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Nurtured child most likely good mum: study
Updated: 2005-03-31 13:47

Girls raised in a positive, nurturing environment during their preschool, childhood and adolescent years are much more likely to raise their own children that way.

An international consortium of researchers says in the March/April 2005 issue of the journal Child Development that the study of 200 New Zealand families also shows such parenting during the early years helps boost language, emotional well-being, thinking skills and academic achievement,

The researchers said in the scientific journal that women, but not men, raised within a low-authoritarian household during the preschool years, with a cohesive, positive family environment and little conflict during the middle childhood years, who established a trusting, openly communicative, and close relationship with their parents during their teenage years, were more likely to engage in a warm, sensitive, stimulating parenting style themselves when raising the next generation.

Lead researcher Jay Belsky, director of the Institute for the Study of Children, Families and Social Issues at London University's Birkbeck College, said there had been little other work on whether positive parenting was transmitted across generations, especially work that followed individuals in adulthood who were studied during childhood.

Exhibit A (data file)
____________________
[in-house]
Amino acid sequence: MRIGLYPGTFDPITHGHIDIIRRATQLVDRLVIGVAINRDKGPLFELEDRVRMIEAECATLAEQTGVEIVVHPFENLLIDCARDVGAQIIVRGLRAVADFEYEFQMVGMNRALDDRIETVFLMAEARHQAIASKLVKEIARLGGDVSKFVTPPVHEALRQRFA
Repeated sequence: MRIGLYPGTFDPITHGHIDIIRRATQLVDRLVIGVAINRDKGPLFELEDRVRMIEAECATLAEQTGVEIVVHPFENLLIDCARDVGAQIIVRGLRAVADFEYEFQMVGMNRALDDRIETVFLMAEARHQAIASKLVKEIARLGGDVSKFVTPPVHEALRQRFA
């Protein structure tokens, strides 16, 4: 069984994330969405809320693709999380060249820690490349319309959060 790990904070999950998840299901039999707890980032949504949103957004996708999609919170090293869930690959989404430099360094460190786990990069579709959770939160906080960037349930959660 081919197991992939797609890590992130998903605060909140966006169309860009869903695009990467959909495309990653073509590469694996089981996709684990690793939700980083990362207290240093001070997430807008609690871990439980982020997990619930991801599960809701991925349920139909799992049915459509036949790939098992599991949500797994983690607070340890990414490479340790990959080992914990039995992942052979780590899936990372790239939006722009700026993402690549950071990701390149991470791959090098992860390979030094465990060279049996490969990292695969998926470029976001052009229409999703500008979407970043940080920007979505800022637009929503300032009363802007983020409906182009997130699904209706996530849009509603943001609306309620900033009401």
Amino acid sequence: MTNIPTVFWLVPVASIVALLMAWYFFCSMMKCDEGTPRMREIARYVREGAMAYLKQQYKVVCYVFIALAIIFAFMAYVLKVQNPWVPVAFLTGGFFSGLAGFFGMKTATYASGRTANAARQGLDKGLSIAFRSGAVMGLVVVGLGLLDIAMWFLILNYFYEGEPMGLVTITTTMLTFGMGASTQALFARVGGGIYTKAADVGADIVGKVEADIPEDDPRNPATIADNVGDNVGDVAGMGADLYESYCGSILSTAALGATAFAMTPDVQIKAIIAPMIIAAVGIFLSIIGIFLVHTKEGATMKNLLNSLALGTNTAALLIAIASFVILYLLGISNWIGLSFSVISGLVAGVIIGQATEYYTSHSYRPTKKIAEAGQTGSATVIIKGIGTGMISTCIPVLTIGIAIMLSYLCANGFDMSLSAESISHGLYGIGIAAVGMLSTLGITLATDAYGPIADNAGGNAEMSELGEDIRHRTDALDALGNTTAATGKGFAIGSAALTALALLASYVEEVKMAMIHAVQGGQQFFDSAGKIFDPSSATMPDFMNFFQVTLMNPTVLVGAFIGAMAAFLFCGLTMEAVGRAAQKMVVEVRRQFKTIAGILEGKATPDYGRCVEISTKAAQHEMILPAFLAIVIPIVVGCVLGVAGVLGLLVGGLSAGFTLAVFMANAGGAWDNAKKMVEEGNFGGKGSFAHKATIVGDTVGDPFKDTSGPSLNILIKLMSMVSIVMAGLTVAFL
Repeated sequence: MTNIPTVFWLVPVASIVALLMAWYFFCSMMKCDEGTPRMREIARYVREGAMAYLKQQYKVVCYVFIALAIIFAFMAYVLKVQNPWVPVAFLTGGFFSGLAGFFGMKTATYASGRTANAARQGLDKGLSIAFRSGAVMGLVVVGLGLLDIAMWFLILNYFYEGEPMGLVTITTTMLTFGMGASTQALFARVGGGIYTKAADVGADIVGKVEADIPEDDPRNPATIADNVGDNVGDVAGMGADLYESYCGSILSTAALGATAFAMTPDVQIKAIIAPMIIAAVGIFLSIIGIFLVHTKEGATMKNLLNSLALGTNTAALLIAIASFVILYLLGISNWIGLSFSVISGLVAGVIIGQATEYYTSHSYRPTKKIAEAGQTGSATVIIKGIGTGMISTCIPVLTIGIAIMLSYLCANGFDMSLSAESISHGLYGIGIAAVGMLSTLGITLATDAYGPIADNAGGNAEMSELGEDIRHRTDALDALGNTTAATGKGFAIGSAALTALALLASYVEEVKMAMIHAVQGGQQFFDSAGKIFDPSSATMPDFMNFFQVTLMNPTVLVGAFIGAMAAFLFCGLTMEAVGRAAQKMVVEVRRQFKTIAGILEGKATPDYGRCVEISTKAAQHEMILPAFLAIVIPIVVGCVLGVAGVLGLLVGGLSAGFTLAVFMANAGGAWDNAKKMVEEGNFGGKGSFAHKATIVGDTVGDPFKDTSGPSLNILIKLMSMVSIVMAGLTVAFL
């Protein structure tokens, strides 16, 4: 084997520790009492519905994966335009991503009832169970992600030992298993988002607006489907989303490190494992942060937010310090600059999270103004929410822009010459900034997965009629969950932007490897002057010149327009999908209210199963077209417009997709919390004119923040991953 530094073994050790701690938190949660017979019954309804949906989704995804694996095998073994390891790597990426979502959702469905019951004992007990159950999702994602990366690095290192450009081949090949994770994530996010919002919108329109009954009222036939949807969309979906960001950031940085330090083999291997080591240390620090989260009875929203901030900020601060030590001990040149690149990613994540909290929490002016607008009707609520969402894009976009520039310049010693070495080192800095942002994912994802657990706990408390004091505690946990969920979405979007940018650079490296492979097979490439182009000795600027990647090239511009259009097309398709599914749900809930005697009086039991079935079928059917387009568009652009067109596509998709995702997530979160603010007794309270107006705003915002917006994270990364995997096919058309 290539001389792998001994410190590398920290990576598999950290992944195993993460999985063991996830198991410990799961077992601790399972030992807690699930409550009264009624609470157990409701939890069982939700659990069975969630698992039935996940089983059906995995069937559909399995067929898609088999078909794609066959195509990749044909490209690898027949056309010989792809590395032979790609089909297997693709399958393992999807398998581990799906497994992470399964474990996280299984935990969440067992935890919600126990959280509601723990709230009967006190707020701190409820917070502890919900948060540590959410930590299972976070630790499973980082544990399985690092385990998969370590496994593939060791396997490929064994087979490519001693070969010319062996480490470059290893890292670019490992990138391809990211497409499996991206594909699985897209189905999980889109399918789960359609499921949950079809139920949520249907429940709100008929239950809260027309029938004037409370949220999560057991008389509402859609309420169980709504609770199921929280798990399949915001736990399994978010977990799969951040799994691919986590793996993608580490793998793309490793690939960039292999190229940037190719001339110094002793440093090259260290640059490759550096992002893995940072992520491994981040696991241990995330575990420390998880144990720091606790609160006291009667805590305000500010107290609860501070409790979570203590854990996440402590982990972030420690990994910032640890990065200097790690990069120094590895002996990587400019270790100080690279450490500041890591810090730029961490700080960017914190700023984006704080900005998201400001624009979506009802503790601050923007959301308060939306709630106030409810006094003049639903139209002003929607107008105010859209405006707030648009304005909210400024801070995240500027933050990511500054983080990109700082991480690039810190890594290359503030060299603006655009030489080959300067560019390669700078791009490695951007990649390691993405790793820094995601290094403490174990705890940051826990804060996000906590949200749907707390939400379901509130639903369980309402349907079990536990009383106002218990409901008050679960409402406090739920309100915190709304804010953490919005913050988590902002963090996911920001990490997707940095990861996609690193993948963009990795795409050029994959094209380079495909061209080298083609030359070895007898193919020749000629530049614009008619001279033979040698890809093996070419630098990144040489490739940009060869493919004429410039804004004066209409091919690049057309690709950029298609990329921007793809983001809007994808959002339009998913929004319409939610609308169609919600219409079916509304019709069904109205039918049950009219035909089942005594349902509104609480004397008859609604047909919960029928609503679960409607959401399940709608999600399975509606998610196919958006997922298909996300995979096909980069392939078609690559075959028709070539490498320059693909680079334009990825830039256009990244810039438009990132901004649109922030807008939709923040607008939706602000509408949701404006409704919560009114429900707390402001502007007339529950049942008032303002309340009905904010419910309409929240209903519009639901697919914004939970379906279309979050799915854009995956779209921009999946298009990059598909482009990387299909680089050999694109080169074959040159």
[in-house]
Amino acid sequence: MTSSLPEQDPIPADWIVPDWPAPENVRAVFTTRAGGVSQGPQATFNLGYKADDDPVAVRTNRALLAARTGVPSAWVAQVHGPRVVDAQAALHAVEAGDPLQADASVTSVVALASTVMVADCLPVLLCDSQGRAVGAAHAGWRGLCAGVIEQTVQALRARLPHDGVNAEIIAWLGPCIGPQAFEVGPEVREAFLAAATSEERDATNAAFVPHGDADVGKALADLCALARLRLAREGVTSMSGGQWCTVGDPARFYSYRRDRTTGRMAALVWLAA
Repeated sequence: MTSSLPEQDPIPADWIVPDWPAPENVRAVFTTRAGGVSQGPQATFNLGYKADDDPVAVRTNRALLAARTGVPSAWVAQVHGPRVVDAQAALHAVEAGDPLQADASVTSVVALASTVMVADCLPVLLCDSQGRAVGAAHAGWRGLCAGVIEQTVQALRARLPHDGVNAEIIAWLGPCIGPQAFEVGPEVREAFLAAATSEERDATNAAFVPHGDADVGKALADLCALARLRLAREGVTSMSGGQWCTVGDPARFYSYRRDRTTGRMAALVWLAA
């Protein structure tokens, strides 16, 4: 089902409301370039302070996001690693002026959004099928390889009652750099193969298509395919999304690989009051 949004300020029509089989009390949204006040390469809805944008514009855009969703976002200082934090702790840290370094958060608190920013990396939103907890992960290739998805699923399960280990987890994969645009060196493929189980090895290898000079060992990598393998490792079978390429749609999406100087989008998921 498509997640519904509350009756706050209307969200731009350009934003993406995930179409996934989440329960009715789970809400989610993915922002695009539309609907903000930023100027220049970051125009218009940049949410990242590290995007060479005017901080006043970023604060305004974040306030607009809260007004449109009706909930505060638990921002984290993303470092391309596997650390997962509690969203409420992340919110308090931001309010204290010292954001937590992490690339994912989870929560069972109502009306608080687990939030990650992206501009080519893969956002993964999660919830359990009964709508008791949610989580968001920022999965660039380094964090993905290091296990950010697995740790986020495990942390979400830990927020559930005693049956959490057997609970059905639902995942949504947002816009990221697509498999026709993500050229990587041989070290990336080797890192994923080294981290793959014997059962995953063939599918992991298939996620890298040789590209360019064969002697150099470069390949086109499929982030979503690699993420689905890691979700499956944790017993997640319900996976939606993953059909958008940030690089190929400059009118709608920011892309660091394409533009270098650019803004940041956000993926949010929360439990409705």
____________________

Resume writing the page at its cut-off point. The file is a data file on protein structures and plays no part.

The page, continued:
In comments about the study, Belsky said there had been many studies showing that negative parenting behavior, such as harsh discipline or even child abuse, was often transmitted across generations.

Belsky and researchers from the University of Pennsylvania in Philadelphia, and the University of Otago and Canterbury University, studied positive parenting using the Dunedin longitudinal sample of more than 1000 New Zealanders born in the early 1970s.

The team's study, said Belsky, shows that "it is not just problematic parenting, known to undermine a child's well being, that can be handed down across generations, but also the kind of parenting known to foster healthy child development."

One of the mysteries still to be resolved, he said, was why child-rearing history only predicted how mothers parented, but not fathers.

This could have resulted from the fact that the information collected from the initial children in the study included very little information on fathering, said Belsky.

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